December 5, 2022

The Solidarity Income would be underfunded, says the Petro team

Read Time:2 Minute, 38 Second


(CNN Spanish) — The resources for the Solidarity Income in Colombia are not contemplated in the budget corresponding to 2023 presented by the Government of Iván Duque, warned Gustavo Petro’s joint team, emphasizing the need to approve the tax reform so that programs can continue to be financed. social like this.

“We have the will to maintain conditional and unconditional monetary transfers to overcome poverty, but as they leave us the budget project, then this program would be underfunded,” said Daniel Rojas, coordinator of President Gustavo Petro’s splicing team. , during the presentation of your final report a few days after the inauguration of Petro as president of Colombia.

Solidarity Income is a program that was created in 2020, within the framework of the covid-19 pandemic, which establishes monetary transfers for families with limited economic resources. In July of this year, more than four million Colombians began to receive a new round of these economic supports.

Duque had said last week that his administration would leave “the guaranteed budget for next 2023. We want that social policy to continue in our country.”

How could the Petro Government maintain Solidarity Income?

Rojas explained that since the resources for this program “disappeared”, the incoming administration has two ways: collect them through the tax reform or modify the transfer scheme.

“We hope that we can make an agreement (…) with the various political forces that make up the Congress of the Republic to give the country the best tax reform and not defund any social program,” he said in this regard.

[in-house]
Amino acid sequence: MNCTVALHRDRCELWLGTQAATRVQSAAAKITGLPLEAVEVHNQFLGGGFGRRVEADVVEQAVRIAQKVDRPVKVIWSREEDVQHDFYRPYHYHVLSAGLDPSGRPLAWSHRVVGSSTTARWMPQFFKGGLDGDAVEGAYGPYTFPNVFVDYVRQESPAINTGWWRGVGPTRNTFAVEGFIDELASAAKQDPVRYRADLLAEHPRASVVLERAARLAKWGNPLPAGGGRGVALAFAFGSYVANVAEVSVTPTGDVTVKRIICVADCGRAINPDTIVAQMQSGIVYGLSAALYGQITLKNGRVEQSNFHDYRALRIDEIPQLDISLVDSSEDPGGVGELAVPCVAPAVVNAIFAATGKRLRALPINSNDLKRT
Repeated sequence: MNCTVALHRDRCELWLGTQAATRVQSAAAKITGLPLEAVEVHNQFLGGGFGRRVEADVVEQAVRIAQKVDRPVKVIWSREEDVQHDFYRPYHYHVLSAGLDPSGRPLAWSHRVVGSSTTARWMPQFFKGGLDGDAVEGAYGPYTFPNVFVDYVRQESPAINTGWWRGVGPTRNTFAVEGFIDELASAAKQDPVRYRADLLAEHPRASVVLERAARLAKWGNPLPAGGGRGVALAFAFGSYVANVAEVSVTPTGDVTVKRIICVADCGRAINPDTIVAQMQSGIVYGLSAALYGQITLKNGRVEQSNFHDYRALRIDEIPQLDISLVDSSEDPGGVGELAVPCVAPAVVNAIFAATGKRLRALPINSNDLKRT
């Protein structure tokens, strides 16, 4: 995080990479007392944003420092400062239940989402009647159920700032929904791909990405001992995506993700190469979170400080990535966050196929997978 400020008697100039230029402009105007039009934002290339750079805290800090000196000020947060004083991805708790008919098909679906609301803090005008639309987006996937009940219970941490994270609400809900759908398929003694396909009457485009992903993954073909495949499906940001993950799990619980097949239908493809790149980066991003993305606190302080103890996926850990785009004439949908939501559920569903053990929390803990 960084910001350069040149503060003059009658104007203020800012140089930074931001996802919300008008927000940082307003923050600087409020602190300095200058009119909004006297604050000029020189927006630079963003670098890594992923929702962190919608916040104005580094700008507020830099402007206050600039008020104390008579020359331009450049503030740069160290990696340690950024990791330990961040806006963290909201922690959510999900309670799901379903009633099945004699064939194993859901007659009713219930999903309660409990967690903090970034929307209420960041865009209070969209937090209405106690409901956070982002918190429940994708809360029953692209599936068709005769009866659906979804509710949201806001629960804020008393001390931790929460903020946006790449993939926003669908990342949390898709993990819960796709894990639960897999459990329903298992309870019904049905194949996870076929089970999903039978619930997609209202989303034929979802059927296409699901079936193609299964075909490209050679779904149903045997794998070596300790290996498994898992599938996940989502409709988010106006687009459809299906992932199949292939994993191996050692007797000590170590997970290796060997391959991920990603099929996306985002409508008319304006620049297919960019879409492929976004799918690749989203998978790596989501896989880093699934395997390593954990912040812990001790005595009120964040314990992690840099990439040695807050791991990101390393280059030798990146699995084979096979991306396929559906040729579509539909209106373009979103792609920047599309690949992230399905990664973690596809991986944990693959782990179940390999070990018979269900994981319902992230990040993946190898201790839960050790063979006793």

The coordinator stated that the country’s fiscal reality is of “great concern” for the team and described the level of indebtedness and deficit as “critical.” Therefore, in his words, increasing collection is an “imperative.”

In his explanation of the importance of the tax reform —which could be presented to Congress as soon as August 7, the day of Petro’s inauguration—, he pointed out that Colombia’s collection is below the average for Latin America and the countries of the Organization for Economic Cooperation and Development (OECD).

In 2020, according to an OECD study which is made up of about 40 countries, Colombia was considerably below the average in terms of collection. The average of these countries was tax revenues that represented 33.5% of GDP, while in Colombia the percentage rose to 18.7%.

Above Colombia and below that average were 17 countries in Latin America and the Caribbean, including three of the largest economies in the region: Brazil, Argentina and Chile. Mexico, which together with Colombia would complete the five largest, were then two steps below.

The objective of the Petro reform, which has been at the center of the campaign, is to obtain 50 billion pesos (about US$11.3 billion). To achieve this, according to Luis Carlos Reyes, whom he appointed as head of the National Tax and Customs Directorate, the key is in a system where those who have more income progressively pay more, tax benefits are eliminated and there is a fight against evasion, he recently told Reuters.



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